Client: Sophisticated Living Magazine Indianapolis
Location: Indianapolis, IN
Photographer: Andrew Kung/Andrew Kung Group
Assist/BTS: Rachel Lutz/Andrew Kung Group
Category: Restaurant Editorial Photoshoot Case Study
Usually when we get the call to shoot a restaurant, the first thing we do is look up the menu. Even though the menu is not the only source of information to make a determination on the art direction, target clientele/reader (for editorials) or camera and lighting kit that we need to bring, it is still a great overall indicator for what to expect. For Nook by Northside in Indianapolis, we were introduced to a quaint pizza and wine bar that though small in size (like its namesake), was quite the opposite in spirit. Their artisanal menu was full of fresh choices and definitely focused on signature wood-fired pizzas and salads.
Now for those who are familiar with shooting food, pizzas typically present a challenge in regards to making it look eye-catching due to its flat shape without much height variation. Also, when covered in a lot of cheese, pizzas have a tendency to reflect a lot of light and toppings that would normally add color to the presentation end up getting hidden under all the cheese (but no doubt, it would taste great). For this shoot, I decided that if I was going to shoot any pizza from a top-down angle, I was going to use the bar top that was a dark brown (almost black) as a background to contrast against the light colored pies. I also then used strobes at high power to be able to shoot the food with a deep depth -of-field to ensure that I was capturing all the rich texture and colors. I wanted to avoid shooting at a shallow depth-of-field because I didn’t want to lose any clarity in the toppings or to make everything look like a homogenous (read: boring) dish.
To read more about our restaurant editorial lighting setup and the equipment that we used for this photoshoot, feel free to scroll down to read more. You can also check out the behind-the-scenes images here.
PHOTOGRAPHY CHEAT SHEET
2 LIGHT SETUP
How To Setup Lighting For Restaurant Editorial Photography
For this shoot, I used two Profoto Heads with two 2×3 softboxes as my lighting setup and with no ambient lighting affecting the scene. The camera settings of f/9 aperture at 1/160th shutter speed meant that there was negligible indoor ambient light affecting the camera sensor, meaning that all the lighting affecting the scene was coming from my strobes. Shooting at f/9 also meant that I had deep depth-of-field which is desired by a lof of restaurants, especially when their dishes have a lot of texture, depth and interest. Since this style of photography and set up is not dependent on natural light, you do not have to (and should not) set up next to a window. In fact, this lighting setup is quite liberating since you can pick your set location based on how you want the aesthetics of the surface/background to be and you aren’t limited to having to shoot next to a window. Essentially, you can build your set anywhere in the restaurant that will allow enough room for the equipment.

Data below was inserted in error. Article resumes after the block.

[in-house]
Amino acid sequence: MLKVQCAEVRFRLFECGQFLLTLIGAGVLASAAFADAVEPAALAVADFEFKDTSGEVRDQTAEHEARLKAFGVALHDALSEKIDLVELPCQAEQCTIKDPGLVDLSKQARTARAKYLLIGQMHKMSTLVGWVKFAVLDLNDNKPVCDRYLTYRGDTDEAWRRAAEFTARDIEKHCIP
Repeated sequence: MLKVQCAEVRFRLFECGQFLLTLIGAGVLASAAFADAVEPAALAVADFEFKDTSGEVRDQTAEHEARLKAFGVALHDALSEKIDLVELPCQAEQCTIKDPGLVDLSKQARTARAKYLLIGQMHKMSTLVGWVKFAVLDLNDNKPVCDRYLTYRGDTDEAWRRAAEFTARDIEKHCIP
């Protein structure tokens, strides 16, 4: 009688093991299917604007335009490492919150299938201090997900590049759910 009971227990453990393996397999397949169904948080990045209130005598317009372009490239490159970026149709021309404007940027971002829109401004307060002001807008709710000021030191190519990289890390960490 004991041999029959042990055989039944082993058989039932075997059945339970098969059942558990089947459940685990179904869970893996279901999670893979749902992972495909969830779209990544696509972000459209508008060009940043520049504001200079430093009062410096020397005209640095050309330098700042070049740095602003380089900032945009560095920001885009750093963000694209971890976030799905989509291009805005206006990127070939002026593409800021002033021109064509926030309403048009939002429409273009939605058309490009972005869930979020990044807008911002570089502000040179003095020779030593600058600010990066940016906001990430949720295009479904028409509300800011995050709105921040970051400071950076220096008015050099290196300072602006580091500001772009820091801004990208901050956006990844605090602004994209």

Speaking of space for equipment, the footprint for this setup is relatively small. One main top-down fill light on a C-Stand 40″ grip arm was placed directly over the subject, the food items in this case. Another light source was placed camera right, slightly to the rear of the subject. The right rear light was used as the key light and to produce very subtle backlight/edge light. There was no front fill used at all in this shoot but for certain dishes/drink shots, I did move the top-down fill light around a little to affect the shadows differently depending on what was desired.
I think one of the key things to remember when producing a shoot like this is that you can get set up relatively quickly with two lights. There are no flags, scrims or bounce/fill cards involved. Of course, there is always the possibility of adding more grip gear, lights and modifiers if you so choose and if the budget allows for it but if you are planning on getting this type of restaurant editorial photoshoot done efficiently and effectively, I would recommend trying this 2 light setup out.
For a more economical and affordable lighting setup, you can also consider these great alternatives here.
Want to try out this setup? Rent this setup for your next restaurant photoshoot!
MORE RESTAURANT EDITORIAL IMAGES
One thing to remember when producing a shoot like this is to keep your lighting a little more even and not too dramatic. The softboxes will help diffuse and soften the light quality but in regards to the difference in the power of the strobe heads, I would recommend to not go too many stops over your fill light when setting up the rear key light. The rear key light should just add a little bit of interest/punch to the subject so it is not a flat and boring looking image.
BEHIND THE SCENES VIDEO
BUDGET FRIENDLY EQUIPMENT (Alternatives)
(ITEMS ARE LINKED BELOW)
LOWER PRICE RANGE
MEDIUM PRICE RANGE
– ELINCHROM 24X31.5″ ROTALUX RECTABOX (For Elinchrom Monolights)
PRESETS & ACTIONS
VS BLOOM PRESET PACK
This LR/PS preset collection produces lighter, brighter images with bold color and sharp details. Many of the Bloom presets increase vibrance and decrease contrast while maintaining shadows and flattering skin tones.
FOUNDER, INSTRUCTOR, NINJA
Andrew has over 15 years of experience in the field and has served on set as the Director of Photography and Principal Stills Photographer for various commercial and advertising campaigns for companies such as Valvoline, Tempur-Pedic, Humana, Churchill Downs and General Electric Appliances.
When he’s not craving sushi (or talking about it), Andrew is an instructor, ninja, and founder of Visionspire. He loves traveling out West, particularly in Sedona and San Diego, sharing cute animal videos, and experimenting with cocktails like he’s the personal mixologist for Bill Murray (his words, not ours).